Short Rounds is a biweekly column dedicated to spreading the love of short film. Every other Wednesday we'll curate a number of flicks around a theme, from current film festivals to whatever is in the air. You know you've got the time.
Tim Burton’s original Frankenweenie debuted in 1984, almost three decades ago. Now, all these years later, we get to see his new stop-motion take on the old film. Yet while the wait is extraordinary, the project isn’t. Shorts get adapted and expanded all the time, often to great success. District 9 comes to mind, or Bottle Rocket. Others are currently in the works, like Spencer Susser’s I Love Sarah Jane and Andres Muschietti’s Mamá. Some of these are more faithful than others. Frankenweenie, with its shift from live action to stop-motion animation, is one of the most drastic revisions. It’s certainly a risk.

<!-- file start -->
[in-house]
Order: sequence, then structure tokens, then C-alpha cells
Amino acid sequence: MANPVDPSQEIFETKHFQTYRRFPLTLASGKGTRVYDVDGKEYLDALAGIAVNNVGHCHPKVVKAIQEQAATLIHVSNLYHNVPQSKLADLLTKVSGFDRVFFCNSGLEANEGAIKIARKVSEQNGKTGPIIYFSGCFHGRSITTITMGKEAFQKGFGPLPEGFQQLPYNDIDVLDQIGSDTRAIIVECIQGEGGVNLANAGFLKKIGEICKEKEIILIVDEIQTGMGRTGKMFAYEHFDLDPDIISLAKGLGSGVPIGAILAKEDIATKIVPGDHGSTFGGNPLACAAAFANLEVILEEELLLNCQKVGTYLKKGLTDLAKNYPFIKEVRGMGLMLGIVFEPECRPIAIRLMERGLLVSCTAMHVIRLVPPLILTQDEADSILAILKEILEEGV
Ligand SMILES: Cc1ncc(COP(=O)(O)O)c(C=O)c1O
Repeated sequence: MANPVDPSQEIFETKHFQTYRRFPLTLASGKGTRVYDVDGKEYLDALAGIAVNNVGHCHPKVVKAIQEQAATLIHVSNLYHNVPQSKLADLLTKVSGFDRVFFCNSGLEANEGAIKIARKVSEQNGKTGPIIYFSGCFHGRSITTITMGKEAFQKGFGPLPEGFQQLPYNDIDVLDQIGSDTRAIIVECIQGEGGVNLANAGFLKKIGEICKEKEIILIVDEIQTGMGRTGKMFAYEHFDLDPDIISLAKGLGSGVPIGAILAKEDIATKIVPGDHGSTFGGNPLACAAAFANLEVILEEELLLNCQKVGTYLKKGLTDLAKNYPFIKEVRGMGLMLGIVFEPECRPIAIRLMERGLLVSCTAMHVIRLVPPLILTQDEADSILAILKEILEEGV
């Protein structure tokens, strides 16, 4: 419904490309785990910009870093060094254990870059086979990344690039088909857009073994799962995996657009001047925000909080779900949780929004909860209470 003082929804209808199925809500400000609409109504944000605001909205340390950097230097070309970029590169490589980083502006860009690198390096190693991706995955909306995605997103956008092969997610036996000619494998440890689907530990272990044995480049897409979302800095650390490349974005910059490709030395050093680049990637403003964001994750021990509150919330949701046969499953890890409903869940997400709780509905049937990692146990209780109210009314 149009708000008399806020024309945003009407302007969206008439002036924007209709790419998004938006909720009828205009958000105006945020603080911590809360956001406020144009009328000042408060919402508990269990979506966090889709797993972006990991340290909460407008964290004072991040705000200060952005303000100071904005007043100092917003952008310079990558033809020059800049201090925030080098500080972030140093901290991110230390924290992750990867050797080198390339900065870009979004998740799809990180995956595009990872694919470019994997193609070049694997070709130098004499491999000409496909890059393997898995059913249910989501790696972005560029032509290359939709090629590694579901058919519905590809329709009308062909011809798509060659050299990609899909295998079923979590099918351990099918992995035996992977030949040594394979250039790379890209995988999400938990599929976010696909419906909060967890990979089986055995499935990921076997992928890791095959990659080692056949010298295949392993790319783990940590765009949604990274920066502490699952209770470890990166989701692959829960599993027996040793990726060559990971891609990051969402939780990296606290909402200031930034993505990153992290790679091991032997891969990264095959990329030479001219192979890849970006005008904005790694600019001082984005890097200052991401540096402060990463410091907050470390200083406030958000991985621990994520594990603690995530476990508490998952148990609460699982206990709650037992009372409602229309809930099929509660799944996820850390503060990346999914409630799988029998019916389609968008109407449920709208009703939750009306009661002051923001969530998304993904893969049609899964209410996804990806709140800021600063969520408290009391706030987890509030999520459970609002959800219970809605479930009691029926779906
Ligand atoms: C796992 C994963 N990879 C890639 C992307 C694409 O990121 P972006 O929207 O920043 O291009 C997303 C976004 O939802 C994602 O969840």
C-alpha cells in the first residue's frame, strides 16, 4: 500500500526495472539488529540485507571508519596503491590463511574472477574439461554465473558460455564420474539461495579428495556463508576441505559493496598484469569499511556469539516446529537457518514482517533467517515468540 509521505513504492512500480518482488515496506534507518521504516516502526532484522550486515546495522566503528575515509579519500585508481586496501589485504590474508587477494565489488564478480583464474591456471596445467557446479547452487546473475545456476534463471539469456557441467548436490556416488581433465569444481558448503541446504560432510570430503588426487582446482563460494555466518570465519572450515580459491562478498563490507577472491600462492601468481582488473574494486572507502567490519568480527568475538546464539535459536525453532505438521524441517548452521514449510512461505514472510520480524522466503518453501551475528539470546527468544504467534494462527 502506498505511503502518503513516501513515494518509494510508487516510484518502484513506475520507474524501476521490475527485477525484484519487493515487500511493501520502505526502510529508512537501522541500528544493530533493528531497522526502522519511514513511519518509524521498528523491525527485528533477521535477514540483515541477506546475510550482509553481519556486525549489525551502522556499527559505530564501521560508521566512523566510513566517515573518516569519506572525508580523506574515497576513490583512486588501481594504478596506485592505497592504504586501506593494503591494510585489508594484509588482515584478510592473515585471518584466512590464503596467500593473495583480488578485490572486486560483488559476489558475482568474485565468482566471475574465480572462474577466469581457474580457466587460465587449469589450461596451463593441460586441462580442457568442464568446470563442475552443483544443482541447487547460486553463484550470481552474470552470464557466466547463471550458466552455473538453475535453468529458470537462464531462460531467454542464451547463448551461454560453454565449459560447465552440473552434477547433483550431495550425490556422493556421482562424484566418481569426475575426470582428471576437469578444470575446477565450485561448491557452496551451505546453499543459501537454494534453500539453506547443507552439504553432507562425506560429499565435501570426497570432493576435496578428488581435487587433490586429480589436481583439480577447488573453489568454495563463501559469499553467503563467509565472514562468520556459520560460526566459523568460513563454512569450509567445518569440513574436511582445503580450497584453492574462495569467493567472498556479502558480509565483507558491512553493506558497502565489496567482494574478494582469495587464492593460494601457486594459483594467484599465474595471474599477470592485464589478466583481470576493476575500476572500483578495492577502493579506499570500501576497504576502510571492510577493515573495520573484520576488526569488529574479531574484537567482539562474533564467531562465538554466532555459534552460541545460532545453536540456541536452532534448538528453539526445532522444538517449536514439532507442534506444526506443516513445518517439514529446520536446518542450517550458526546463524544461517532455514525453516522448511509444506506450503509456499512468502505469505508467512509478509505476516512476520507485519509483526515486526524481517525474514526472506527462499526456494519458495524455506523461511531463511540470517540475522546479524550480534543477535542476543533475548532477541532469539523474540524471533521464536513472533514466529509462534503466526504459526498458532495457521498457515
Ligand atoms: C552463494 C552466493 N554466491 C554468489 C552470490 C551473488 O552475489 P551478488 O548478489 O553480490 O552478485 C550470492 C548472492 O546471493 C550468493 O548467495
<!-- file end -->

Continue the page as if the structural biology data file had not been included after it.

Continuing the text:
Frankenweenie isn’t the only short in the Burton back catalog. There’s also Vincent, an animated homage to Vincent Price. Why didn’t he adapt that instead? I won’t pretend to know, of course, but it does bring up an interesting point. Not all short films deserve to be adapted into features. In fact, most of them don’t. Many of even the best shorts should stay as they are. How do you know when it makes sense to expand a film into a feature? Here are six short films that should absolutely be taken one step further, and might help answer that question.
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The Terms, by Jason LaMotte